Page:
Lorene was a very involved grandmother. John and Marcy’s children loved her desperately, and spent many happy nights at her house. She hosted a Sunday lunch every week, and a breakfast dinner after the Sunday night service. She was very skilled at baking, and her recipes will go down as family staples forever: almond roca, pies, frozen fruit salads, glorified rice, double delights, banana bread, crescent rolls… and her huckleberry pies also remain a well-loved memory. She taught her grandchildren to bake, to knit, to be resourceful, and took them on trips during the summer.
She took up painting in the ’80’s, and was very prolific. She taught Mark how to paint in high school, and her children, grandchildren and great-grandchildren would take bits and pieces of this artist gene, as musicians, actors, writers, and painters. She showed us all how to see the world with gentleness and wonder, how to pay attention to those around us, and how to see with grace.
In 1986, Ray and Lorene moved to their land near Priest River, Idaho, when Marcy and John moved their family to Texas. They then moved to Ohio in 1987, and Mark lived with them while he studied at Ohio Bible College, where Ray taught. The Fearey’s followed in 1988.
In 1992, Ray and Lorene moved to Brewster, Washington with the intention of retiring. They wanted to live closer to Lorene’s younger sister Verna, and Ray’s family members as well. During this time, they traveled around, visiting their son Steve in Alaska several times for deep sea fishing and other adventures.
The Fearey’s, this time with an additional son-in-law in tow, moved back to Idaho in 1993. In 1994, Ray and Lorene decided they wanted to be closer to their grandchildren again. They moved to Boise in 1994, and lived briefly with John and Marcy.
Lorene took up yet another form of art—always so crafty and imaginative—and made incredible cross-stitch pieces for her children, grandchildren, and great-grandchildren, the first of whom was born in December of 1995.
Ray and Lorene lived their last segment of their life together, loving on their family in Idaho and Arizona. They were the first to hear about pregnancies (Lorene was at the hospital with Melissa when she found out she was pregnant with her first daughter, Alyssa), and engagements (woken up in the middle of the night by an excited Melody who had just gotten engaged to her boyfriend, Dave).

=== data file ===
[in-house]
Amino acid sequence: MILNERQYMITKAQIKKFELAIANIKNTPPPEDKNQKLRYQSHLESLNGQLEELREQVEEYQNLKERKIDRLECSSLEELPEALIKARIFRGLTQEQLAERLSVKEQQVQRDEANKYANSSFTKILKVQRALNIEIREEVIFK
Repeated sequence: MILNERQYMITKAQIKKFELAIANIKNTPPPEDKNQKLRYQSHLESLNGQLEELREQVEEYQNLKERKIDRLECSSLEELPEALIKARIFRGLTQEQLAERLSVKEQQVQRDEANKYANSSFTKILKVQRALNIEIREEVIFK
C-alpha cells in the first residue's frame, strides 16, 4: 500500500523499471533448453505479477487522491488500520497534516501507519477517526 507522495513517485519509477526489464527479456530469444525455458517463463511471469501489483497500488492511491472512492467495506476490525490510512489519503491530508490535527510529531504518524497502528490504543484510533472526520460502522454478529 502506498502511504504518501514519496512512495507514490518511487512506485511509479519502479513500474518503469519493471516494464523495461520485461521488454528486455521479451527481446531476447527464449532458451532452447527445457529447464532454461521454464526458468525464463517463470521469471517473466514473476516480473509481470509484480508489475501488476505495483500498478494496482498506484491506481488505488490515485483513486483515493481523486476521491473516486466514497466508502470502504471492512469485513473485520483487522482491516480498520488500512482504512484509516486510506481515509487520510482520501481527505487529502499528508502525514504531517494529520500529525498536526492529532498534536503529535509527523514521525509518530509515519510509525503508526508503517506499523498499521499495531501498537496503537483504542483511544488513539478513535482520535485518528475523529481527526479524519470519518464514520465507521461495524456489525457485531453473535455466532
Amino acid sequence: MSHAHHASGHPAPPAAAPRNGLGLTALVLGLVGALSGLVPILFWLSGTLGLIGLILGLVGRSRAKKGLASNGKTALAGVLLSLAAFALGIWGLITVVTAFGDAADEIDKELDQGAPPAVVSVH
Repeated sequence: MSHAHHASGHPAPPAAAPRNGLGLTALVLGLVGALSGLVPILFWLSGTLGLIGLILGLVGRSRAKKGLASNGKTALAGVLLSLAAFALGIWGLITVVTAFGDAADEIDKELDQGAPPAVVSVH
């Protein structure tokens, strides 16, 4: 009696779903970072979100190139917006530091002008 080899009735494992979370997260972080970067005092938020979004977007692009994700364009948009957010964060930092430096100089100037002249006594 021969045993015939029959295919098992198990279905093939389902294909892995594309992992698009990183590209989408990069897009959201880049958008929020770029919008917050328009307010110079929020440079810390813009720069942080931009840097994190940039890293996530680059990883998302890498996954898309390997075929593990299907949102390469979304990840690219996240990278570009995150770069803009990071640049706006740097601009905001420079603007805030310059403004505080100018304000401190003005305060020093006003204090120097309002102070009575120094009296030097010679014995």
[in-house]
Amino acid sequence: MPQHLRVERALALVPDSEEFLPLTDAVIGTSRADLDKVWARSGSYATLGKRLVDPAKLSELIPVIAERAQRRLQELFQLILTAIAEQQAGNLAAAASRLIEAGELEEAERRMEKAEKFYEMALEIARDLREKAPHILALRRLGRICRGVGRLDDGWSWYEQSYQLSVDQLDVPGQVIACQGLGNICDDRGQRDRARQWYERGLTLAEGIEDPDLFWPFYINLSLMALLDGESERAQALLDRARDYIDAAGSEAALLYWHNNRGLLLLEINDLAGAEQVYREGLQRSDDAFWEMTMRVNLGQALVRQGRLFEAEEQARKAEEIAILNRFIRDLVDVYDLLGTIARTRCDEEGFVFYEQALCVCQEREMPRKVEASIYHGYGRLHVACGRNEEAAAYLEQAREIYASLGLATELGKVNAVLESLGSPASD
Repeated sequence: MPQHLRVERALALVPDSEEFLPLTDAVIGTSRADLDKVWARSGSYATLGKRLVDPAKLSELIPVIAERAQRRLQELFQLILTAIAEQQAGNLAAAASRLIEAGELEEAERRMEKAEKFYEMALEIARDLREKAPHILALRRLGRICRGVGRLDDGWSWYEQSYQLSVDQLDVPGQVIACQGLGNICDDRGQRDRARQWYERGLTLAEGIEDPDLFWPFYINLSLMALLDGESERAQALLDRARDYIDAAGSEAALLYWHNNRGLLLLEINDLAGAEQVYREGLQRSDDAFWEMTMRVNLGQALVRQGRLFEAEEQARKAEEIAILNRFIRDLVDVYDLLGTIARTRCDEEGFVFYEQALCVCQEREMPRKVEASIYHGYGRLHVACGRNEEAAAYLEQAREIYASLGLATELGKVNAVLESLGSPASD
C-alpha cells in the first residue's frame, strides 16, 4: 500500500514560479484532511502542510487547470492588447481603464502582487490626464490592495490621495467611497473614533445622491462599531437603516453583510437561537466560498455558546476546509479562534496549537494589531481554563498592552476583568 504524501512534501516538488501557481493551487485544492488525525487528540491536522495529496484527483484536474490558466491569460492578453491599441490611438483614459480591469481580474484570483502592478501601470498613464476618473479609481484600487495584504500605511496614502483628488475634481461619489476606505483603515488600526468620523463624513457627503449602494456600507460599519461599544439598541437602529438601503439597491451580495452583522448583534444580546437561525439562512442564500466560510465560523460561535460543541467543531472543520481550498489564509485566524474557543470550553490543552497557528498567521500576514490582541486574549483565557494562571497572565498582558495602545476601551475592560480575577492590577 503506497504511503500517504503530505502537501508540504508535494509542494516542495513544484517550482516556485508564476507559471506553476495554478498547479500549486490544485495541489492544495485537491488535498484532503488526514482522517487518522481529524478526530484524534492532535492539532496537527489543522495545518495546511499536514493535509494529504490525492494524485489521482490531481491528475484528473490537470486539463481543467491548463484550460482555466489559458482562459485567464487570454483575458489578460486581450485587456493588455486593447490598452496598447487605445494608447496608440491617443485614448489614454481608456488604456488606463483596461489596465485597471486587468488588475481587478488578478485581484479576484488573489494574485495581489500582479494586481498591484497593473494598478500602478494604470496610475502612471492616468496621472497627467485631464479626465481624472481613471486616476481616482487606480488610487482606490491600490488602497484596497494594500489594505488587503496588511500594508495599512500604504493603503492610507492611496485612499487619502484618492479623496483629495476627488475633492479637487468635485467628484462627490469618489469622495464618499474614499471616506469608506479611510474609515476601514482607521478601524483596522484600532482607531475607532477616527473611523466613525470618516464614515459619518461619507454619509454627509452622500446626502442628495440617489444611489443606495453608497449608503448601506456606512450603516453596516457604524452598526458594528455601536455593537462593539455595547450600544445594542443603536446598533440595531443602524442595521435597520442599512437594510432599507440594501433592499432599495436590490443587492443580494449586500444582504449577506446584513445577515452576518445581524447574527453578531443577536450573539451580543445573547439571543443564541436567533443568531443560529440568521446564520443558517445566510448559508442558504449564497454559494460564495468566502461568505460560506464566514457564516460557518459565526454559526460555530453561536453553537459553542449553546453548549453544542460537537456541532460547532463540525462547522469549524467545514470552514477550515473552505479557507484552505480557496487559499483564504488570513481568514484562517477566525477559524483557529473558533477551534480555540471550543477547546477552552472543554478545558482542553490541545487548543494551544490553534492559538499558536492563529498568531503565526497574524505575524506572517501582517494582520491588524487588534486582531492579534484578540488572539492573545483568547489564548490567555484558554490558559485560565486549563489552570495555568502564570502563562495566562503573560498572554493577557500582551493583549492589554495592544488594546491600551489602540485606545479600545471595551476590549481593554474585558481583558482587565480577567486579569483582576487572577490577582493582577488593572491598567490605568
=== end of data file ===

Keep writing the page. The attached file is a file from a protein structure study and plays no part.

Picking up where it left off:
They moved into a mobile home in Boise, and became a vital part of the community there. Lorene spent her days babysitting great-grandchildren Alyssa and Abigail while their parents worked, playing cards and games with her daughter, grandchildren, and friends, walking her dog Emmie, and feeding the horses in the fields on Mitchell Road with Melissa and Alyssa. She loved to play Uno, Trionimos, Pinochle, and Tripoley (now all family favorites).
During this time, Ray worked for the Job Corps, and then started pastoring a church in Adrian, Oregon. Lorene became a pastor’s wife again, and spent her time serving and loving their community at their little church.
In 2011, on their way back from a trip to Arizona to visit Steve and their grandson Mark, Ray and Lorene were in a terrible car crash, after which Lorene’s mobility was never the same. In 2017, the two moved into Grace Assisted Living, and immediately made friends there as well. She loved to socialize, and visit with her kids, grandkids, and great-grandkids, especially loving to play Bingo with them. While at Grace, she fell and broke her hip, further impairing her mobility. She was incredibly strong and never gave up.
In July 2020, after the outbreak of COVID, Ray and Lorene moved into John and Marcy’s home, where Lorene remained so loved and taken care of while continuing to persist and participate in the family life. Even in her last days, she was involved with her family through constant prayer, until her death on February 8, 2023, at 6:07 pm.
Lorene is preceded in death by her parents Stanley and Emma Eagle, her brother Art, and her sisters Violet and Verna.
Lorene is survived by her husband Ray Fitzhugh, her children John and Marcy Fearey, and Steve Fitzhugh, and her grandchildren Mark Fearey and his wife Tori, and daughter Olivia, Melissa Stadtlander and her husband Jon, and their children Alyssa, Abigail and Nate, Matt Fearey and his wife Lori, and their children Hannah, Chloe, Jack, Luke, and Thea, and Melody Mitchell and her husband Dave, and their children Emma, Sam, Rose, Jasper, Karoline, and Jaden. She is also survived by her nieces Sandra and Gayle Eagle, and Penny Lewis, her nephew Kevin Eagle and Bill Sullivan, and their families.
Her service will take place at True Hope Collister, 4709 W State St, Boise, ID 83703, at 2pm. All are welcome to attend, and we look forward to celebrating Lorene’s life with you.